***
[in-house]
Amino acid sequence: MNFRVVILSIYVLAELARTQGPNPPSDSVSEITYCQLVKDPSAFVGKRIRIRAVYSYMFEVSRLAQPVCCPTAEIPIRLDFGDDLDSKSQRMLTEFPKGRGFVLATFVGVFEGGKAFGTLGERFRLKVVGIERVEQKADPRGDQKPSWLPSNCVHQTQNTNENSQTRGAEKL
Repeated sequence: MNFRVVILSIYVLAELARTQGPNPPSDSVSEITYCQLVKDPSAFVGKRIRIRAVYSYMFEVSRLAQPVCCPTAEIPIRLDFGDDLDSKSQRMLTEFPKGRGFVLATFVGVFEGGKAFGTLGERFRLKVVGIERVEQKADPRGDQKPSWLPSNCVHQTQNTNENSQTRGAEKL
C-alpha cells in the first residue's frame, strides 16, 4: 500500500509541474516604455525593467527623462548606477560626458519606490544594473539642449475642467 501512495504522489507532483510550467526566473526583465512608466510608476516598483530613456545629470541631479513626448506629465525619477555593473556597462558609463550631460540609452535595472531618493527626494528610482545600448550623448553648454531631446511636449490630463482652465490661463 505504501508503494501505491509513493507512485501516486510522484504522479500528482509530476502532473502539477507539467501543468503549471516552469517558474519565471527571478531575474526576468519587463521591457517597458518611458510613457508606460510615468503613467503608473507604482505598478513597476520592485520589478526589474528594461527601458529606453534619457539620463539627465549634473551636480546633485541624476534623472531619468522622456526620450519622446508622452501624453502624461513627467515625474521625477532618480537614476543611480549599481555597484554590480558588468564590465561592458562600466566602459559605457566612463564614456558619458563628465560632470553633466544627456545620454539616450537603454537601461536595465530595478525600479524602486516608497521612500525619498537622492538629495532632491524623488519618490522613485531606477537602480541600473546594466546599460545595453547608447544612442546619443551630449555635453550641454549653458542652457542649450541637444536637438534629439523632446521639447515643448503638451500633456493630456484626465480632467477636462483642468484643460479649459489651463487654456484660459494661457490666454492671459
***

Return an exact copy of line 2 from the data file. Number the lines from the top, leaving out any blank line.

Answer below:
Amino acid sequence: MNFRVVILSIYVLAELARTQGPNPPSDSVSEITYCQLVKDPSAFVGKRIRIRAVYSYMFEVSRLAQPVCCPTAEIPIRLDFGDDLDSKSQRMLTEFPKGRGFVLATFVGVFEGGKAFGTLGERFRLKVVGIERVEQKADPRGDQKPSWLPSNCVHQTQNTNENSQTRGAEKL